I heard a rep from Perfect Keto on a podcast and your Exogenous Ketones. I ordered and received it the other day. I see from this article that I should not do a full scoop at once, but break it up in a day. Good to know. I had about a half scoop before I worked out this morning and could tell I had more energy. Loved that. Just curious….any ideas how long it will take me to get back into ketosis and fat burning?? (I know it depends on what I eat, but a general idea that I promise not to hold you too! (I’m actually missing having ‘keto breath!)

Sometimes waiting for your body to make the switch from carbohydrate metabolism to beta hydroxybutyrate metabolism (aka ketosis) can be an uncomfortable and lengthy process. Another way to get beta hydroxybutyrate into your system so your body is using “clean” energy is by taking it supplementally or through nutrition. A betahydroxybutyrate supplement is what can be used in this scenario. This is an exogenous ketone. Exogenous means you get it from outside of your body. Think EX = exit = outside.


On day 29, rats were sacrificed via deep isoflurane anesthesia, exsanguination by cardiac puncture, and decapitation 4–8 h after intragastric gavage, which correlated to the time range where the most significantly elevated blood βHB levels were observed. Brain, lungs, liver, kidneys, spleen and heart were harvested, weighed (AWS-1000 1 kg portable digital scale (AWS, Charleston, SC)), and flash-frozen in liquid nitrogen or preserved in 4 % paraformaldehyde for future analysis.
2. Shimazu, T., Hirschey, M.D., Newman, J., He, W., Shirakawa, K., Le Moan, N., Grueter, C.A., Lim, H., Saunders, L.R., Stevens, R.D., Newgard, C.B., Farese Jr, R.V., De Cabo, R., Ulrich, S., Akassoglou, K., and Verdin, E. (2013). Suppression of oxidative stress by β-hydroxybutyrate, an endogenous histone deacetylase inhibitor. Science 339, 211-214.
Concentrations of plasma non-esterified fatty acids, triacylglycerol, glucose, and insulin following equimolar ketone ester and ketone salt drinks, at two amounts, in subjects (n = 15) at rest. Values are means ± SEM. (A) Plasma FFA. (B) Plasma TG. (C) Plasma glucose. (D) Plasma insulin at baseline and after 30 and 60 min. EH, ketone ester high; EL, ketone ester low; SH, ketone salt high; SL, ketone salt low. *p < 0.05 difference from baseline value.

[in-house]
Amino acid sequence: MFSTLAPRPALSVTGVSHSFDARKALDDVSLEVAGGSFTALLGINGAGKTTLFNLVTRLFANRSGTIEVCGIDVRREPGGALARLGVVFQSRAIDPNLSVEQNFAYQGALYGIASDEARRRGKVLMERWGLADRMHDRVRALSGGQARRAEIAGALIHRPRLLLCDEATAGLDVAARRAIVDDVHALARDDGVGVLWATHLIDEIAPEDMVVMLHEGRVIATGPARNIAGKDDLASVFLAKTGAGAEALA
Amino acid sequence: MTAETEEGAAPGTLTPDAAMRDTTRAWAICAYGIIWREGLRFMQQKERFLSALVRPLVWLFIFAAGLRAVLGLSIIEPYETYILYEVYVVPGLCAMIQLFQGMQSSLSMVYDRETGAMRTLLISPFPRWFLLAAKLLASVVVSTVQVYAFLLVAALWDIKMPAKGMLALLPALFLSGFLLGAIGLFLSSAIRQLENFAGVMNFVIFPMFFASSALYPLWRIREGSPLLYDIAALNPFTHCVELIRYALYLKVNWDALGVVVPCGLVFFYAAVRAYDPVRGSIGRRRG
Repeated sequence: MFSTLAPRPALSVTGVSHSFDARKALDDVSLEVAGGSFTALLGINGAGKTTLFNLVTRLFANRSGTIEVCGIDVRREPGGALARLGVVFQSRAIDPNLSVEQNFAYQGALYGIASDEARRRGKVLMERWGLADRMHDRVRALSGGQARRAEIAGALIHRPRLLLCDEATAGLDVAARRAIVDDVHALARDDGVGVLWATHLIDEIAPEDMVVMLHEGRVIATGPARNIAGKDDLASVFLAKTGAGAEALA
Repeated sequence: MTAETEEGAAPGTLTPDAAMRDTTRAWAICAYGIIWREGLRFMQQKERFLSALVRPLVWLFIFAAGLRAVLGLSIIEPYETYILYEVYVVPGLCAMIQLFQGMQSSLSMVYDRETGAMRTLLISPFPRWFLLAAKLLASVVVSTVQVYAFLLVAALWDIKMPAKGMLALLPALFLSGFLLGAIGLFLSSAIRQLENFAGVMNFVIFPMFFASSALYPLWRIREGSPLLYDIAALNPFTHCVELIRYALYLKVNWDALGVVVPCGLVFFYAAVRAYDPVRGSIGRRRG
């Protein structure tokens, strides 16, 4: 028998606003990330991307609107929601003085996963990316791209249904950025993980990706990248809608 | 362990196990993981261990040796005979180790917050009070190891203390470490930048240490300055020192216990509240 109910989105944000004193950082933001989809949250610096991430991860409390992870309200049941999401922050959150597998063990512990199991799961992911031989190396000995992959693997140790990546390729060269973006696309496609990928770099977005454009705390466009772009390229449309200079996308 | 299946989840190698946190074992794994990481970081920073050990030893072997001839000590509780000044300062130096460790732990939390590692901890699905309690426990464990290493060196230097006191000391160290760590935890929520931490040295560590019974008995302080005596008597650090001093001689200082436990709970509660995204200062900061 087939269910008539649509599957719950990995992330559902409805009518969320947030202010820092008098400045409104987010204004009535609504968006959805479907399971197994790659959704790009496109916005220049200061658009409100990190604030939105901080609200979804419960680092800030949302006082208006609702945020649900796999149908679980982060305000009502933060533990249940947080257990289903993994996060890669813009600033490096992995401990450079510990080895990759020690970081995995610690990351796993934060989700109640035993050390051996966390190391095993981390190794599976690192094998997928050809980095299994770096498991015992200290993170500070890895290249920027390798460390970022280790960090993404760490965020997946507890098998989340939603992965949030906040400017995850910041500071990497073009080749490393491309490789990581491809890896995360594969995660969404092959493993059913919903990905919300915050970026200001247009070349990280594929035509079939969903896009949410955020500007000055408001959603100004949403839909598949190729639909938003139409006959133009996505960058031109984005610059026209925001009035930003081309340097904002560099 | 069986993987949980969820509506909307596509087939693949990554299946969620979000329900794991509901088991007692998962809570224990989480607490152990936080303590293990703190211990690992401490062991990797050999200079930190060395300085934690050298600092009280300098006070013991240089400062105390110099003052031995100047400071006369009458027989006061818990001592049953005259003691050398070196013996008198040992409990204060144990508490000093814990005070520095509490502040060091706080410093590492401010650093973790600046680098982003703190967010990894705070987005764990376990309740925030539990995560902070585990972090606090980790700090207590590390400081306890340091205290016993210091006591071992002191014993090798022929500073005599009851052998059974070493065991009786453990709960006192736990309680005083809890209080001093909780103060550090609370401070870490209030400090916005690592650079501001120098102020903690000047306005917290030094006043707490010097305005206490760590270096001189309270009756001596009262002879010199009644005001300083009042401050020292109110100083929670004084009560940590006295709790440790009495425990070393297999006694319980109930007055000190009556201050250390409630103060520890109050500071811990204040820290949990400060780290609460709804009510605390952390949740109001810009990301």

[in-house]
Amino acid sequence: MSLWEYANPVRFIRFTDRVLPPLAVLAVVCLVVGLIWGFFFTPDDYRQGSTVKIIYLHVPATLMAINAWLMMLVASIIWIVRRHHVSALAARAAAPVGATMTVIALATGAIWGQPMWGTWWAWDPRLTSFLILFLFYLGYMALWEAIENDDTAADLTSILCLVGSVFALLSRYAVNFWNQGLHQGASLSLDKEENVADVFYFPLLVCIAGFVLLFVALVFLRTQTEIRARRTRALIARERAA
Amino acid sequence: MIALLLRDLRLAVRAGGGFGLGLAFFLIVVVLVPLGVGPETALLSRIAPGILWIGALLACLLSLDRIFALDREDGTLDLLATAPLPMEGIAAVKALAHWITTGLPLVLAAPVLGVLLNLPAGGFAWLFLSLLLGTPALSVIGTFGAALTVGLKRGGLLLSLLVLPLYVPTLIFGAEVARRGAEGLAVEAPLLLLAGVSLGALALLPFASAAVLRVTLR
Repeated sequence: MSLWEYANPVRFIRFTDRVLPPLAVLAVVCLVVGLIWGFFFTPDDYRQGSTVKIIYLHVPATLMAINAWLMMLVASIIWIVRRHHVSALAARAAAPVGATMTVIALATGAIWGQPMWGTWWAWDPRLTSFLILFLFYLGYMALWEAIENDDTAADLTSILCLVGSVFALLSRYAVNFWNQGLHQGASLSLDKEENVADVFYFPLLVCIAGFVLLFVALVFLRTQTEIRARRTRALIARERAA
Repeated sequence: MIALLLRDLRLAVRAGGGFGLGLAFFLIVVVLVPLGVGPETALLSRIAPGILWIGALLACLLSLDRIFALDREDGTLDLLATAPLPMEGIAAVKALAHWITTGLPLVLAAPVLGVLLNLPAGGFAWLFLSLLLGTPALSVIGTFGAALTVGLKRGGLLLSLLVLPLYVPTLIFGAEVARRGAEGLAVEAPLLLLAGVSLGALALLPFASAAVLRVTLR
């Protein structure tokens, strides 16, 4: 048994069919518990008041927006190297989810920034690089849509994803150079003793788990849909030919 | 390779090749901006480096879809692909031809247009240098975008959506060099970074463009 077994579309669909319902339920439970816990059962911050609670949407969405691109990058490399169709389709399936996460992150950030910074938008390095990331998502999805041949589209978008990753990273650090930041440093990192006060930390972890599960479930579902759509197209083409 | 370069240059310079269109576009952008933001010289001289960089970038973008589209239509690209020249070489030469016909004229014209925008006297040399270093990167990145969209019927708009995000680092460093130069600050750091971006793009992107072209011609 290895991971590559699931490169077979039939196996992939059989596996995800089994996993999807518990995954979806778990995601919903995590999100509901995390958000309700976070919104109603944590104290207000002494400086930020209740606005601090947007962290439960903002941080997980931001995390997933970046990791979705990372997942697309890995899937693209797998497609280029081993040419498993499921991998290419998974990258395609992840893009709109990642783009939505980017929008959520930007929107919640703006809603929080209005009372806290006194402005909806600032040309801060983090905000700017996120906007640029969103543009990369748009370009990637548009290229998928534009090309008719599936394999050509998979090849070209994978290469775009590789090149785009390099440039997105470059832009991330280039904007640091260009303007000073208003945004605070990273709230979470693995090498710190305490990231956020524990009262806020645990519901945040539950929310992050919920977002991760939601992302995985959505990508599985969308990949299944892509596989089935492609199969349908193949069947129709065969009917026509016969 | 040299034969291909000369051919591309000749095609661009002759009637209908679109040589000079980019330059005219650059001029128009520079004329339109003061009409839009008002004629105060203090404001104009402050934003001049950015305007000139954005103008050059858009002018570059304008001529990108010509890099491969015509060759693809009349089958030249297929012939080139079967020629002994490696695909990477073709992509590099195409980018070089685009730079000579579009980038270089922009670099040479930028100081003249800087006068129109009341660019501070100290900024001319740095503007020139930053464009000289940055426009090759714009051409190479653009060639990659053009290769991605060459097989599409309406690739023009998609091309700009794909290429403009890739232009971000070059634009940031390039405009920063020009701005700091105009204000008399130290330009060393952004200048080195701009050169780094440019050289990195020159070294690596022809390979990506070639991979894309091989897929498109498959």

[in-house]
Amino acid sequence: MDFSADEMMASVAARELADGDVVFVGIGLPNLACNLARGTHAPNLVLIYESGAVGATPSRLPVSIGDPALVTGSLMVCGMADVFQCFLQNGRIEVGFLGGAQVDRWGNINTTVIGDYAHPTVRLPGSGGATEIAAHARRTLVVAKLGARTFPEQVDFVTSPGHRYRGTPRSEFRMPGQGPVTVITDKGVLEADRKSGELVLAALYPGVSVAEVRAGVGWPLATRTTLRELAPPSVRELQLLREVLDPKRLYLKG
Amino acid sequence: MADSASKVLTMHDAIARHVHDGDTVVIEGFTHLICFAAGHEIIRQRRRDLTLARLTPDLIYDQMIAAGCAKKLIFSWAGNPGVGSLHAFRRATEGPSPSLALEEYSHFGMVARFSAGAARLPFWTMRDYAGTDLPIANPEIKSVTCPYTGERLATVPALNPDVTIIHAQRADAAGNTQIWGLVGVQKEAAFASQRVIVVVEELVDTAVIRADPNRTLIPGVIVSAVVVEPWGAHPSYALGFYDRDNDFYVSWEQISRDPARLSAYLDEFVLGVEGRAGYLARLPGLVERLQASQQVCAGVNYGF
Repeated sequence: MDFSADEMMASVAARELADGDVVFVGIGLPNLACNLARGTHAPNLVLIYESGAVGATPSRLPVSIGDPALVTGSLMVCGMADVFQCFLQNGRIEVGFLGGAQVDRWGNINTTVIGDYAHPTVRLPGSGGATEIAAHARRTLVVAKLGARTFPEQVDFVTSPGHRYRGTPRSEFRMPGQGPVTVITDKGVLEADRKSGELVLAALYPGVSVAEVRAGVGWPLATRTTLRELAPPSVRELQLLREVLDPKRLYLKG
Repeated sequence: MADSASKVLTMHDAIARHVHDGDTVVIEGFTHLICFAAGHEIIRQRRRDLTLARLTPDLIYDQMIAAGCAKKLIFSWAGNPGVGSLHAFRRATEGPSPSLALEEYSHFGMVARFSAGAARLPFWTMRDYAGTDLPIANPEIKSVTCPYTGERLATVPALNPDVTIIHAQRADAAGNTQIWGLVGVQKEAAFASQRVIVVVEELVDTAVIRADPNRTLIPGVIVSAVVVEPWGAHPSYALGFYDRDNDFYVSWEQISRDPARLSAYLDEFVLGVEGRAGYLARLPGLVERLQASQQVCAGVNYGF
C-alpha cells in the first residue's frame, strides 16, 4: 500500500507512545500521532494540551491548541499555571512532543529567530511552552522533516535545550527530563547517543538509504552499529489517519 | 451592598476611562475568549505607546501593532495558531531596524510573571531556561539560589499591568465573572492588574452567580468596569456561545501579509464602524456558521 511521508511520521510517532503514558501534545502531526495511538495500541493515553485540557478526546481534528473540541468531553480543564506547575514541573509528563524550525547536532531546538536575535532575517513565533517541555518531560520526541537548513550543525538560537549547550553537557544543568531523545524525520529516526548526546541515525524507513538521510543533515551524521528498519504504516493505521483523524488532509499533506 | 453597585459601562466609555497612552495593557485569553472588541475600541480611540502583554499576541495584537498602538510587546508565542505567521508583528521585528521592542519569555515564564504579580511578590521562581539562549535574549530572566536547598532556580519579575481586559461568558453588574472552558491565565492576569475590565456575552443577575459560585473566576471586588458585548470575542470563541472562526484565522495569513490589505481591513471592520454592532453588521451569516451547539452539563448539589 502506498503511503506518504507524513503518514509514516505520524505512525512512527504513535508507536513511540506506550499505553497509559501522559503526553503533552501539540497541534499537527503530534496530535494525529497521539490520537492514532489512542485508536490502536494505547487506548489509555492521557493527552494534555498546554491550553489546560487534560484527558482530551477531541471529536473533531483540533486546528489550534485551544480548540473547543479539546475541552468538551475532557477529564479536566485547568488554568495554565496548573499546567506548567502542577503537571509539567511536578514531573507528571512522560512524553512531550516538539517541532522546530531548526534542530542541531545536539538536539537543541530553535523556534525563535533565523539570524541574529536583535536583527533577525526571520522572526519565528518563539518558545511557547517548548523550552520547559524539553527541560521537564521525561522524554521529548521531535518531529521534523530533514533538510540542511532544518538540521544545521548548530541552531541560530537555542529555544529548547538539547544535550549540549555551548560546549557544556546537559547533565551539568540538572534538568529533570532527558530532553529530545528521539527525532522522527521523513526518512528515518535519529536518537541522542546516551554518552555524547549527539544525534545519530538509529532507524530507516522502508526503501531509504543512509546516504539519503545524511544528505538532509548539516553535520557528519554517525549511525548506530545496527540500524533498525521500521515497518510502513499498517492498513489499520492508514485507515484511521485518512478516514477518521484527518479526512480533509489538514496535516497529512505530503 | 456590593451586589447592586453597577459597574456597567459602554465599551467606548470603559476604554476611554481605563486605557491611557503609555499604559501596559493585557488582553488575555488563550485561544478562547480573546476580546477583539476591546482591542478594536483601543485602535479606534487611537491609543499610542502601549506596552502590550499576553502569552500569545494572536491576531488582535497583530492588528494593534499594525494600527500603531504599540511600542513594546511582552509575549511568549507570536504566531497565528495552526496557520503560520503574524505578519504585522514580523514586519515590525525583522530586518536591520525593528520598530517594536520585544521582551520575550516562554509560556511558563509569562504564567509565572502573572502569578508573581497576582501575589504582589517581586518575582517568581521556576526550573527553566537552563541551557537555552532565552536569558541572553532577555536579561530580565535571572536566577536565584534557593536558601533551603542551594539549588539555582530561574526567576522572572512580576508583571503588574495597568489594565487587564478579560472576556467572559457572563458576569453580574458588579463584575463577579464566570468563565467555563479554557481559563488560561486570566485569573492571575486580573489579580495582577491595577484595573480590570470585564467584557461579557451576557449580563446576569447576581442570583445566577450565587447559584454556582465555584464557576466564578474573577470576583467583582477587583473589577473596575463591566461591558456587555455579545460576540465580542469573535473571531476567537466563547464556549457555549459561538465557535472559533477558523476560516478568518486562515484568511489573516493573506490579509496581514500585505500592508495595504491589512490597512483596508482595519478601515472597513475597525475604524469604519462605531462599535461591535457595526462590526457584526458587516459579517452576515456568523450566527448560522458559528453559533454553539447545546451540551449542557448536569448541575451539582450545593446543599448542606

Today, 4/27, I received the Peaches & Cream. I was reluctant to purchase, but I didn't want to wait until Saturday for the Salted Chocolate. After dinner, I mixed it in water, added heavy cream, put it over ice. Delicious!!! I believe these products work bc I can still eat up to 50-100g of carbs on a lax day and still drop weight since it keeps me in Ketosis.
If you ever wondered how to get into ketosis, know that getting into ketosis is easy and completely natural for your body. All you need to do is follow the ketogenic diet which involves cutting down on carbs and eating lots of fat. You can also get into ketosis through fasting. But if your goal is weight-loss and reaping all the benefits of ketosis, the ketogenic diet is a must.
Dusty you assume only everyone wants fat burning. I think this is silly. The brain and heart will prefer ketones over carbohydrates when both are present in the blood stream. Look at the research and mechanism. I don’t want fat loss, I want better brain function. I also regularly eat carbs myself. This is one of the reasons I myself use exogenous ketones. No this isn’t a magic fat loss powder, but don’t sit here and quote T-nation trying to rebuttal this article acting like that is a credible source.
If you do the same calculations as I did above for estimating fat oxidation, you’ll see that EE in this case was approximately 13.92 kcal/min, while fat oxidation was only 67% of this, or 9.28 kcal/min, or 1.03 g/min. So, for this second effort (the test set) my body did about 5% less mechanical work, while oxidizing about 25% less of my own fat. The majority of this difference, I assume, is from the utilization of the exogenous BHB, and not glucose (again, I will address below what I think is happening with glucose levels).